The main focus this week will be on President Trump's speech to Congress and Chair Yellen's speech which is the last before the blackout period. US durable goods, ISM, the BoC rate decision, EZ CPI, UK PMIs and a busy calendar in Australia & Scandinavia also coming up.
In a quiet night for markets, in which the top highlight was the Oscar's historic peddling of best picture "fake news" and where "millions" of Academy members seemingly voted illegally, European stocks were little changed after a selloff that pushed them to a two-week low, while the MSCI Asia index fells as Japan’s Topix dropped for third day. S&P futures were unchanged.
Consumer confidence fell for the first time since November’s election, as party lines divided Americans following a boost in enthusiasm for Trump's economic policies. Democrats and Republicans are sharply divided on whether they expect a boom or bust, with independent voters leaning more toward optimism to boost the broader gauge.
The near-record string of 10 consecutive Dow Industrials record highs, a streak not seen since early 1987, may be about to end if futures, which are currently trading -0.3% lower, fail to stage a rebound.
In this holiday-shortened week, attention will be on the US FOMC minutes, housing data and consumer confidence. There will be GDP, PMI and inflation releases across the Euro Area as well as the latest Greek Eurogroup meeting. Look for GDP and public finances data in the UK.
Despite US markets being closed in observance of Washington's birthday, S&P futures spiked during overnight trading, reaching new all time highs before fading some of the gains. Both Asian and European markets traded modestly higher after paring early gains.
"Post-election rally closed the valuation gap with the P/E now near “fair”. The current fitted S&P 500 trailing P/E of 19.6x reflects "animal spirits." Accordingly, the current P/E of 19.4x, although high by historical standards, is far from pricing excessive optimism, based on our model." - Barclays
European and Asian stocks, S&P futures, bond yields, the dollar and commodity metals are rose, in some cases making new all time highs, lifted by the latest reemergence of the "Trump trades" as hopeful investors once again bet that the U.S. president's tax reform plans will boost economic growth and corporate profits, despite another warning from Goldman that the president's fiscal plan is about to be derailed.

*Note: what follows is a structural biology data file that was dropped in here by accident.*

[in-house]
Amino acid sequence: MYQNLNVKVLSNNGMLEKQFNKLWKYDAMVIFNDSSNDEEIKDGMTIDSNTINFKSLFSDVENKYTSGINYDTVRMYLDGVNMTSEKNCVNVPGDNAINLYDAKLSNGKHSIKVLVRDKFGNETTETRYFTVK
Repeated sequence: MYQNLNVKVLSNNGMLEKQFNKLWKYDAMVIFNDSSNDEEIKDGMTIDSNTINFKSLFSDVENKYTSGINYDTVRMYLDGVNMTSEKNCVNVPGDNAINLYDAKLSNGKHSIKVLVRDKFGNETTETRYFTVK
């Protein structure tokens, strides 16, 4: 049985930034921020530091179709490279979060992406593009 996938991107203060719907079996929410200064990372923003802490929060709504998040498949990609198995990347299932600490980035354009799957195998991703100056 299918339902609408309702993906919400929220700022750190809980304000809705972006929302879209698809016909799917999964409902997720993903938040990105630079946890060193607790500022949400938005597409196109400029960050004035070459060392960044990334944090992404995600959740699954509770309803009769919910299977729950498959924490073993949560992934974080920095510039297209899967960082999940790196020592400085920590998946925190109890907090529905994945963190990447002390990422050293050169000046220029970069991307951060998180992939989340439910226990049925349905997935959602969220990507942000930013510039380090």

"There is quite significant uncertainty about what's actually going to happen, I don’t think anyone quite knows what’s going to come out of the process which involves both the administration and Congress in the deciding of fiscal policy and a variety of other things."
After a couple of months of animal-spirit-inducing exuberance in soft-survey-hope-data, UMich consumer sentiment printed a disappointing 95.7 in Feb (versus 98.0 exp and down from 98.5 in Jan). The biggest driver was a notable drop in 'hope' as Democrats Expectations plunged near record lows.
S&P futures rose further into record territory, European shares rose to within striking distance of their highest levels in more than a year while bonds fell and the dollar rose as investors cheered a surge in Chinese trade data amid hopes of "phenomenal" tax cuts by Donald Trump, all of which have rekindled the Trumpflation trade.
It is a relatively light week in the US, with mainly trade balance, JOLTS and consumer credit data out. The key economic release this week is University of Michigan consumer sentiment on Friday. In addition, there are a few scheduled speaking engagements from Fed officials this week. 86 S&P 500 companies reporting, representing 11% of the index market cap
In a relatively quiet session, which may see US traders sleep in a bit after last night's Superbowl thriller, European and Asian shares rose ahead of Mario Draghi’s testimony at the European Parliament, while US equity futures were fractionally higher (up 0.1% to 2,293) after stocks jumped the most in a week, as traders assessed the trajectory for interest rates while scrutinizing every new Trump tweet.